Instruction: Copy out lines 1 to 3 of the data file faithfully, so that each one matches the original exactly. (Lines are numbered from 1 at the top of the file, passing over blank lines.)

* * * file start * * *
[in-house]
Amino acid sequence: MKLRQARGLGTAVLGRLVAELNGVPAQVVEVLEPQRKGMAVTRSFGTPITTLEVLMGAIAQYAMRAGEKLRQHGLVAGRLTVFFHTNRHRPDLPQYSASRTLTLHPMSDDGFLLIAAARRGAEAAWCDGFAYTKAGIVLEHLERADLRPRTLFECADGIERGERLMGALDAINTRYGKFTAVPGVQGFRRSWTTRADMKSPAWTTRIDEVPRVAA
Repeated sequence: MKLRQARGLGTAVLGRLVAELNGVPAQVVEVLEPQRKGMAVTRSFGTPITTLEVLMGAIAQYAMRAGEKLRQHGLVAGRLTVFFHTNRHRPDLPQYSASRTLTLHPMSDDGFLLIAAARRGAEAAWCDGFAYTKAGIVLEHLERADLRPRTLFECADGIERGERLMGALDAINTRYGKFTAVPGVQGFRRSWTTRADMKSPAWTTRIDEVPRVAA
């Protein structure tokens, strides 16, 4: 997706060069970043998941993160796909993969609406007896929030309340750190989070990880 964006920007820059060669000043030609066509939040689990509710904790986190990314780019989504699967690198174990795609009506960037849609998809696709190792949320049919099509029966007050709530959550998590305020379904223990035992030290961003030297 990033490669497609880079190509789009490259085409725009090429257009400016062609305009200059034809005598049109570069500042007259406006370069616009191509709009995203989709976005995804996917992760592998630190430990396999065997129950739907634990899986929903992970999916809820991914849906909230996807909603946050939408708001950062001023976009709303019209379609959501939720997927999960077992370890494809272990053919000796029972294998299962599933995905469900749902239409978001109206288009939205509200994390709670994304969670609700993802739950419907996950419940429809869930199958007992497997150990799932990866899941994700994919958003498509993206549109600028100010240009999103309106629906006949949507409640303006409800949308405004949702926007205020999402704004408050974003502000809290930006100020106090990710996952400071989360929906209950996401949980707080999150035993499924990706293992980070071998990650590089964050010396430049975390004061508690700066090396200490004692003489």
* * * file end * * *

[in-house]
Amino acid sequence: MKLRQARGLGTAVLGRLVAELNGVPAQVVEVLEPQRKGMAVTRSFGTPITTLEVLMGAIAQYAMRAGEKLRQHGLVAGRLTVFFHTNRHRPDLPQYSASRTLTLHPMSDDGFLLIAAARRGAEAAWCDGFAYTKAGIVLEHLERADLRPRTLFECADGIERGERLMGALDAINTRYGKFTAVPGVQGFRRSWTTRADMKSPAWTTRIDEVPRVAA
Repeated sequence: MKLRQARGLGTAVLGRLVAELNGVPAQVVEVLEPQRKGMAVTRSFGTPITTLEVLMGAIAQYAMRAGEKLRQHGLVAGRLTVFFHTNRHRPDLPQYSASRTLTLHPMSDDGFLLIAAARRGAEAAWCDGFAYTKAGIVLEHLERADLRPRTLFECADGIERGERLMGALDAINTRYGKFTAVPGVQGFRRSWTTRADMKSPAWTTRIDEVPRVAA